"This was a young girl who was just starting her life," Douglas County Sheriff Tony Spurlock said Monday. "She wanted to be in journalism. She wanted to be a part of a bigger story. She was involved in her choir at home. By all accounts, anyone who spoke about her, she was a wonderful, decent, nice young lady."
Pruszynski normally would leave her job at the radio station at 16th Street and Broadway and catch a bus to South Broadway and Union Avenue around 6:10 p.m. She would then walk the five blocks to the home of her aunt and uncle on South Pennsylvania Street.
When she didn't arrive home as expected on Jan. 16, 1980, her relatives called the Englewood police. Her body was discovered dumped in a field the next day.
She was nude below the waist, her hands were bound behind her and she had been stabbed nine times in the back. There was evidence she had been raped repeatedly.
A woman who saw a man near that field on the night of the killing gave a description to police and worked with a sketch artist, even undergoing hypnosis aimed at helping her remember details. The sketch did not lead police to any suspects at the time, but does look very similar to a 1998 booking photo of Clanton.
Other attacks to be investigated
Pruszynski's assault and killing was one of a series of reported attacks in the area around that time, according to the affidavit.
Clanton has not been charged in those cases, but 18th Judicial District Attorney George Brauchler said Monday he'd like to see local authorities take another look at those assaults to see whether they can be tied to Clanton.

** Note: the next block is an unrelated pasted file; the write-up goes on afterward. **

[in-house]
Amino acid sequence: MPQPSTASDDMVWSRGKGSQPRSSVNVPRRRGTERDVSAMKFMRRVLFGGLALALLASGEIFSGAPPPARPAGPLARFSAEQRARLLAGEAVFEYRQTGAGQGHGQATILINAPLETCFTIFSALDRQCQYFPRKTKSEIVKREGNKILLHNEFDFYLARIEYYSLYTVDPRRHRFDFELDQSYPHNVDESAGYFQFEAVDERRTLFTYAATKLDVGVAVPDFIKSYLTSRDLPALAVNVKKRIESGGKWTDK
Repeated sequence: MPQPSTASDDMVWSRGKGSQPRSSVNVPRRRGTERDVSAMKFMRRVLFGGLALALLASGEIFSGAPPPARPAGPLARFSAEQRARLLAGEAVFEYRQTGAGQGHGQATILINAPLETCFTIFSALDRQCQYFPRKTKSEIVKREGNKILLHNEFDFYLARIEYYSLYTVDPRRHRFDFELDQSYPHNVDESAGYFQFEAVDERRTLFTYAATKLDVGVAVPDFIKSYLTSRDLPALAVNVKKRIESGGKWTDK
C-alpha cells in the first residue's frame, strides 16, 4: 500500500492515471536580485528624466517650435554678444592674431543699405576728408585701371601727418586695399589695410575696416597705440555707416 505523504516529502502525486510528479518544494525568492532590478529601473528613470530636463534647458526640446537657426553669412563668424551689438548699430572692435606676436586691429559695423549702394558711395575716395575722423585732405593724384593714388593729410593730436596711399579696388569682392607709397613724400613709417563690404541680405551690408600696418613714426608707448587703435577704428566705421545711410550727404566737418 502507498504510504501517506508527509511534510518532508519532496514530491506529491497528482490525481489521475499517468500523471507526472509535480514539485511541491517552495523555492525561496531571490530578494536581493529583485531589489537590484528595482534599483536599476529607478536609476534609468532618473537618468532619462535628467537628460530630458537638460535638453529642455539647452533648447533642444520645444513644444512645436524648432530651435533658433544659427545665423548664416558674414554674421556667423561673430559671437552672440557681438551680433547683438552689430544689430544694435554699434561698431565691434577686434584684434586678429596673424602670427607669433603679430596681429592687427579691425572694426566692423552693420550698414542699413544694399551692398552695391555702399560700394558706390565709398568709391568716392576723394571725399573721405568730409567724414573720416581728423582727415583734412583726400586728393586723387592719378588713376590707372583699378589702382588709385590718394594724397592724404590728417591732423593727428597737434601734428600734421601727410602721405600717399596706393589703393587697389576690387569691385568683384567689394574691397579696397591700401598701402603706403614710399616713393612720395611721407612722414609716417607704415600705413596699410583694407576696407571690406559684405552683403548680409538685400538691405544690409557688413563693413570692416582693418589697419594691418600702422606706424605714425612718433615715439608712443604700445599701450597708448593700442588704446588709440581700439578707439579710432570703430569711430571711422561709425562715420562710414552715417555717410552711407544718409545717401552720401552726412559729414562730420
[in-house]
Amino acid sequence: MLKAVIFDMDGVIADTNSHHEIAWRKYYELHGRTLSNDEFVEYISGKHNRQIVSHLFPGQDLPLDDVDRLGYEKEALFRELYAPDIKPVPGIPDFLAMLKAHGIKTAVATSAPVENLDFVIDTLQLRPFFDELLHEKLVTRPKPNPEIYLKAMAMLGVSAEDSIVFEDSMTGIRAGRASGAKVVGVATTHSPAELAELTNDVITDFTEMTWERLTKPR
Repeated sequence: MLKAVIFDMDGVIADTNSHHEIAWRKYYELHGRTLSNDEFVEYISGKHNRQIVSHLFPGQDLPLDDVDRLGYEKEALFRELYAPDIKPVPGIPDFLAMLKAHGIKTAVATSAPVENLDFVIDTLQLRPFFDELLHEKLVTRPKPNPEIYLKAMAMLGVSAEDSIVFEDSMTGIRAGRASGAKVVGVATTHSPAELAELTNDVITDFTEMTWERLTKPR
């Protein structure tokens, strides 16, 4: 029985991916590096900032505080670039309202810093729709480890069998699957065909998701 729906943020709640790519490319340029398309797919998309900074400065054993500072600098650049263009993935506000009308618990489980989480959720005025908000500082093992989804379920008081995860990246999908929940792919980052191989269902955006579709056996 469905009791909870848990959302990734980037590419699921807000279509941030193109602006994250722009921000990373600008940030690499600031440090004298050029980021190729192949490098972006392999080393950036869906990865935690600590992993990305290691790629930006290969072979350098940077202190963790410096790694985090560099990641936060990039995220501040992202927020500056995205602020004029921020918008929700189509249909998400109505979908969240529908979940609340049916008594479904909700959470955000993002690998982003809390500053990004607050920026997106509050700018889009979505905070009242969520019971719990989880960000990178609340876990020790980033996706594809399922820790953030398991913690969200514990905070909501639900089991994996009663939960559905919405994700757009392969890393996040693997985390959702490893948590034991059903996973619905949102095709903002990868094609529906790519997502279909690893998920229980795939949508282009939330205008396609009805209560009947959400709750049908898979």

Prosecution of those sex assaults would be unlikely given the statute of limitations, he said.
"To the extent we are able to get to some closure on these people, I'd like to know one way or the other, whether it is prosecutable or not," Brauchler said.
Clanton was arrested in Union County, Florida, where he had been living, and was transported to Douglas County, where he was booked into jail. He appeared in court Monday and is scheduled to return on Feb. 21.
A man who said he was a family friend of Clanton and knew him well said Monday that Clanton was very guarded about his past and lied to those he knew about why he'd been in prison in Arkansas — telling people he'd gotten into a fight over a girl, kicked a man in the chest and unintentionally killed him.